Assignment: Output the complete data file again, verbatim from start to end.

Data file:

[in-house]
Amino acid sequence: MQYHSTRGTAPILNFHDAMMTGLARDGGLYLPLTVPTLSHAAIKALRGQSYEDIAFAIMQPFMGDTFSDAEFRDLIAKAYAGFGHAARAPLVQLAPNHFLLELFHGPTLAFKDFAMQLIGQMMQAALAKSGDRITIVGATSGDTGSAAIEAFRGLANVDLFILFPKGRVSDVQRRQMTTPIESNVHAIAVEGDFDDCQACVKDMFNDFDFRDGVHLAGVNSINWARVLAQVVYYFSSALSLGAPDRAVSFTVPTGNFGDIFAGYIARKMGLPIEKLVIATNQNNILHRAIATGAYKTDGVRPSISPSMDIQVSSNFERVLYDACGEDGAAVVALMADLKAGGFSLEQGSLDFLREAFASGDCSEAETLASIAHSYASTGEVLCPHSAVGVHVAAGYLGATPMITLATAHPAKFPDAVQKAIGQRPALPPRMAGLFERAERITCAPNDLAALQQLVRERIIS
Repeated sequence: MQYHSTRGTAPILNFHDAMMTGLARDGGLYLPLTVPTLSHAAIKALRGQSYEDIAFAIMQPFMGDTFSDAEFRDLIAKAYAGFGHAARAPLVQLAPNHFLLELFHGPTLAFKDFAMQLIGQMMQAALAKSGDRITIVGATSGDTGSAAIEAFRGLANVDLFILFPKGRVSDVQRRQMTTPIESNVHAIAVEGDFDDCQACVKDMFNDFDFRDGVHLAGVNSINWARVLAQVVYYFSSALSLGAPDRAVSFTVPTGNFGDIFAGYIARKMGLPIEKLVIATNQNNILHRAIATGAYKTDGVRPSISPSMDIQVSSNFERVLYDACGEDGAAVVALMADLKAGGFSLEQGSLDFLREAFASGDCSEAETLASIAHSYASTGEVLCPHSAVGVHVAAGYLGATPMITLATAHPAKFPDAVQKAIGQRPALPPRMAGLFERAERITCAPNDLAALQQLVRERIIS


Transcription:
[in-house]
Amino acid sequence: MQYHSTRGTAPILNFHDAMMTGLARDGGLYLPLTVPTLSHAAIKALRGQSYEDIAFAIMQPFMGDTFSDAEFRDLIAKAYAGFGHAARAPLVQLAPNHFLLELFHGPTLAFKDFAMQLIGQMMQAALAKSGDRITIVGATSGDTGSAAIEAFRGLANVDLFILFPKGRVSDVQRRQMTTPIESNVHAIAVEGDFDDCQACVKDMFNDFDFRDGVHLAGVNSINWARVLAQVVYYFSSALSLGAPDRAVSFTVPTGNFGDIFAGYIARKMGLPIEKLVIATNQNNILHRAIATGAYKTDGVRPSISPSMDIQVSSNFERVLYDACGEDGAAVVALMADLKAGGFSLEQGSLDFLREAFASGDCSEAETLASIAHSYASTGEVLCPHSAVGVHVAAGYLGATPMITLATAHPAKFPDAVQKAIGQRPALPPRMAGLFERAERITCAPNDLAALQQLVRERIIS
Repeated sequence: MQYHSTRGTAPILNFHDAMMTGLARDGGLYLPLTVPTLSHAAIKALRGQSYEDIAFAIMQPFMGDTFSDAEFRDLIAKAYAGFGHAARAPLVQLAPNHFLLELFHGPTLAFKDFAMQLIGQMMQAALAKSGDRITIVGATSGDTGSAAIEAFRGLANVDLFILFPKGRVSDVQRRQMTTPIESNVHAIAVEGDFDDCQACVKDMFNDFDFRDGVHLAGVNSINWARVLAQVVYYFSSALSLGAPDRAVSFTVPTGNFGDIFAGYIARKMGLPIEKLVIATNQNNILHRAIATGAYKTDGVRPSISPSMDIQVSSNFERVLYDACGEDGAAVVALMADLKAGGFSLEQGSLDFLREAFASGDCSEAETLASIAHSYASTGEVLCPHSAVGVHVAAGYLGATPMITLATAHPAKFPDAVQKAIGQRPALPPRMAGLFERAERITCAPNDLAALQQLVRERIIS